You need a Client Communication Coordinator

You need a Client Communication Coordinator

Who has time to send smartphone texts, send and receive medical records, manage online appointments and send patient updates and cute pics to information-hungry pet owners? Here's why I think everyone needs this new client-facing team member in their veterinary practice.
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Feb 14, 2017

Look! It's Kellye Meyer, my Client Communication Coordinator. (Shutterstock.com)One new change at our practice that is 100 percent client-centric is the addition of a Client Communication Coordinator. If you're like us, you've noticed an explosion of requests for electronic communication, especially for medical record records from clients, referral practices, veterinarians who share a "mutual client" and, of course, taking in all of those records coming back into your practice from those other locations. But before we officially set up this new position, we talked through about some steps that needed to happen first:

You need to get rid of all those paper records—and do it now. On top of all of the other reasons electronic records are superior (storage, access, security, long-term protection), they are also a lot easier to send and receive.

You need a consistent email address—or several. And, remember, while it's nice to have email addresses associated with your website address—office@progressiveanimalclinic.com—it works just as well to get a simple Gmail account. It takes about 45 seconds and it's free. I cringe whenever I ask for a clinic's email address only to hear they don't have one. Really? Give your doctors their own emails so they can communicate with clients—that is, IF you want to employ doctors under the age of 40.

Get rid of your fax machine. Replace it with an eFax account and encourage anyone who wants to fax you something to send it by email instead. When someone sends a fax to your eFax account, they don't need to know you don't have a real fax machine. What they send is converted into an email for you. You'll take back counter space from your old machine, stop spending money on print cartridges, eliminate the need for a dedicated phone line, and, best of all, if you're keeping electronic records, the faxed messages are already electronic.

1. Clients want to send pictures of something for their veterinarian to look at—a hot spot, hair loss or a video of odd behavior. Your Client Communication Coordinator routes those photos to the appropriate doctor.

2. Many practices, including mine, use third-party systems to set up online appointment requests and electronic communication of appointment reminders and confirmations. It's an amazing system, but it sometimes requires some human interaction ... by your Client Communication Coordinator.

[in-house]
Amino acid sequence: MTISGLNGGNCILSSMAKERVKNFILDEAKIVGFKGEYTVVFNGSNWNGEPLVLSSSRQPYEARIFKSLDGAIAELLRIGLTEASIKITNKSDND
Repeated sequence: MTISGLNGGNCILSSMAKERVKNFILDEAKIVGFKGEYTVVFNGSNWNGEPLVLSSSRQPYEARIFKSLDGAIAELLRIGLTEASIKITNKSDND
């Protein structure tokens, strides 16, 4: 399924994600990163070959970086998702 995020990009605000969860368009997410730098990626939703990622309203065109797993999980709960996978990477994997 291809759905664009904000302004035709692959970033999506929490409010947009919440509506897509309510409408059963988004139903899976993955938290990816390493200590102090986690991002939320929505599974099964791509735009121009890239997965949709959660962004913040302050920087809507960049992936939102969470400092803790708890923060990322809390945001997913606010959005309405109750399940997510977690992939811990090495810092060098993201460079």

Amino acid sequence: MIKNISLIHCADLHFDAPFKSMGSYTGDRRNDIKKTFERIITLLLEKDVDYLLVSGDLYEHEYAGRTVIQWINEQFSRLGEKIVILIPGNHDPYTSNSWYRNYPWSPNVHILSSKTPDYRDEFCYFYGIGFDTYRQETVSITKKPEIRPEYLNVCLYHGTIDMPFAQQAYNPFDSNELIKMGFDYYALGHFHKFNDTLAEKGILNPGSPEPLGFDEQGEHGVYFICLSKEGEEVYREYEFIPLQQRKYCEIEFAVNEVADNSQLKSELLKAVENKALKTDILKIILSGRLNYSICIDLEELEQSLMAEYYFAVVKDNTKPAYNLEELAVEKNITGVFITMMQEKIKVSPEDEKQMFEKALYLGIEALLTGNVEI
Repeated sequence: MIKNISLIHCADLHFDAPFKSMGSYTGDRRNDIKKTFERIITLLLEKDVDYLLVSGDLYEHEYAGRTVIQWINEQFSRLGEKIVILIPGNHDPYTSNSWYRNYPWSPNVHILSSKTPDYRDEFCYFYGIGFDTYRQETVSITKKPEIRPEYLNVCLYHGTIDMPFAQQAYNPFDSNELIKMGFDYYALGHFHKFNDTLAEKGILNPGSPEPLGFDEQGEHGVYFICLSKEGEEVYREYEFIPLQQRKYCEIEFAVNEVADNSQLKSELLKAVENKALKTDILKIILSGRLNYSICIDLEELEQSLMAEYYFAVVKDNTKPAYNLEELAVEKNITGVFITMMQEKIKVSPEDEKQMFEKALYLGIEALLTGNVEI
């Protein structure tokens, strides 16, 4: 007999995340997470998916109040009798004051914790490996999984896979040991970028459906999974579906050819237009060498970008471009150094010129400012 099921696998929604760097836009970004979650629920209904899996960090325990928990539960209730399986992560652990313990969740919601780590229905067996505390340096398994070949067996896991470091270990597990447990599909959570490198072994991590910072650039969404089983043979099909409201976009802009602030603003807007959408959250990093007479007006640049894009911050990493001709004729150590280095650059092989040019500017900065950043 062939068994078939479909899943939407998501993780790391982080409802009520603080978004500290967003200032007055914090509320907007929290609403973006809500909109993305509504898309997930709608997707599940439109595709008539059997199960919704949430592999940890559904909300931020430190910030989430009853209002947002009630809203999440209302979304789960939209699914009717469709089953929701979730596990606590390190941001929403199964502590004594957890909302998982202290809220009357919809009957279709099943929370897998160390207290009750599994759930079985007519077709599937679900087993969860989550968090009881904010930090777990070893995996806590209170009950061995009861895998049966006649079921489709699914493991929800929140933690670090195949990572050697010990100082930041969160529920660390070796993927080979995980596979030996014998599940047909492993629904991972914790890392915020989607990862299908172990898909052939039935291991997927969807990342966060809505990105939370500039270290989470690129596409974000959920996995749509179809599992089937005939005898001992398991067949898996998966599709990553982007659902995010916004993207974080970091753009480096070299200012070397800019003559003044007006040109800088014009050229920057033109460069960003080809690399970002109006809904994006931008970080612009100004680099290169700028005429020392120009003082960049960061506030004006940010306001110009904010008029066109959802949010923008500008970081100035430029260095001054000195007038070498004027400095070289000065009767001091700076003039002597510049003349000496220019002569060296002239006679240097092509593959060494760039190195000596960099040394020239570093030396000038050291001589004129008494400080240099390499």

3. Would some of your clients love it if they could get text messages when a pet was cleared to begin an anesthetized procedure, when a procedure started and ended, when a pet went to recovery, and when a pet was awake and upright? That's an incredible service to provide, but it takes a Client Communication Coordinator to manage.

4. If you board pets at your facility, how much would clients love to get a photo emailed or texted of their beloved family member while they're away? Clients who receive them from our Client Communication Coordinator are very thankful.

5. Who manages your practice's social media presence? Don’t HAVE a presence? Start writing your practice’s obituary ... or hire or promote your own Client Communication Coordinator. These days it’s vital to follow clients' favorite ways of communicating, and social media is king. You’ll get feedback about your practice, you’ll be able to share things clients want to know about your practice, and you’ll be able to use social messaging as one more way to avoid the telephone, which will one day be completely replaced as the primary form of communication with your clients.

The writing's on the wall—or, rather, the smartphone—that clients want to communicate with you in much different ways then they did 10 years ago. Now the ball is in your court to give them what they want.

Find the right person on your team (or hire, if you need to). You're looking for an expert on navigating email, posting on social media, and scanning and managing paperwork equipment. Then make this person your inaugural Client Communication Coordinator.

It's money well spent.

Kyle Palmer, CVT, is a Firstline Editorial Advisory Board member and a practice manager at Silver Creek Animal Clinic in Silverton, Ore.

Good services but additional payroll may not be the fix

Rapport from Henry Schein is one example of an integrated system for not only texting and emailing clients but for having these communications initiate from and remain stored in the client's medical record. With the integration also comes automated headers and addresses from just a right click inside the patient record. Having to ask someone else to do this would actually add work in this example.

I agree 100% on eliminating the old fax machine. When one of our clients moves to another town and they call for records, we only offer to email them. We paid the money, trained the staff, and fully invested in our paperless practice. Transferring a vaccine history via email can be done in under 20 seconds. Having to print it, then feed it through a fax machine is time and money we will no longer spend. We also choose not to pay for an eFax service, or phone book listings, or local newspaper ads, or any of the other dead communication tools. If a hospital doesn't have an email address we offer to drop them into the old mail box when we run reminder cards. So far the hospitals that started out with 'we don't have an email address' were all able to come up with one.